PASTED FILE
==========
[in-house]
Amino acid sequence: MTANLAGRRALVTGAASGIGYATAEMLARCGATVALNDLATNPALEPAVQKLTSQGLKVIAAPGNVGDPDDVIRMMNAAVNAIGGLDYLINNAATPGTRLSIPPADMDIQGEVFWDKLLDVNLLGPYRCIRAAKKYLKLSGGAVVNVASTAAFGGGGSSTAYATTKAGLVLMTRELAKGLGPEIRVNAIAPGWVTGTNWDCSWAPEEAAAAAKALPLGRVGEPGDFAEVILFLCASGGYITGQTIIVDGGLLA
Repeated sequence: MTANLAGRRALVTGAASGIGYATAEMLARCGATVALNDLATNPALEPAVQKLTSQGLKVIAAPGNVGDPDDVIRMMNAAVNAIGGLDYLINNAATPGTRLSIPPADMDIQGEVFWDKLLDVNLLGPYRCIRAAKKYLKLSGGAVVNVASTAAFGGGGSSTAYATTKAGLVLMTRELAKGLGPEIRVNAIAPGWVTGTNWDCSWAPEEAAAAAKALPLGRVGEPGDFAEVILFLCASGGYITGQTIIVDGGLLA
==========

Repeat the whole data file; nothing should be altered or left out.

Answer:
[in-house]
Amino acid sequence: MTANLAGRRALVTGAASGIGYATAEMLARCGATVALNDLATNPALEPAVQKLTSQGLKVIAAPGNVGDPDDVIRMMNAAVNAIGGLDYLINNAATPGTRLSIPPADMDIQGEVFWDKLLDVNLLGPYRCIRAAKKYLKLSGGAVVNVASTAAFGGGGSSTAYATTKAGLVLMTRELAKGLGPEIRVNAIAPGWVTGTNWDCSWAPEEAAAAAKALPLGRVGEPGDFAEVILFLCASGGYITGQTIIVDGGLLA
Repeated sequence: MTANLAGRRALVTGAASGIGYATAEMLARCGATVALNDLATNPALEPAVQKLTSQGLKVIAAPGNVGDPDDVIRMMNAAVNAIGGLDYLINNAATPGTRLSIPPADMDIQGEVFWDKLLDVNLLGPYRCIRAAKKYLKLSGGAVVNVASTAAFGGGGSSTAYATTKAGLVLMTRELAKGLGPEIRVNAIAPGWVTGTNWDCSWAPEEAAAAAKALPLGRVGEPGDFAEVILFLCASGGYITGQTIIVDGGLLA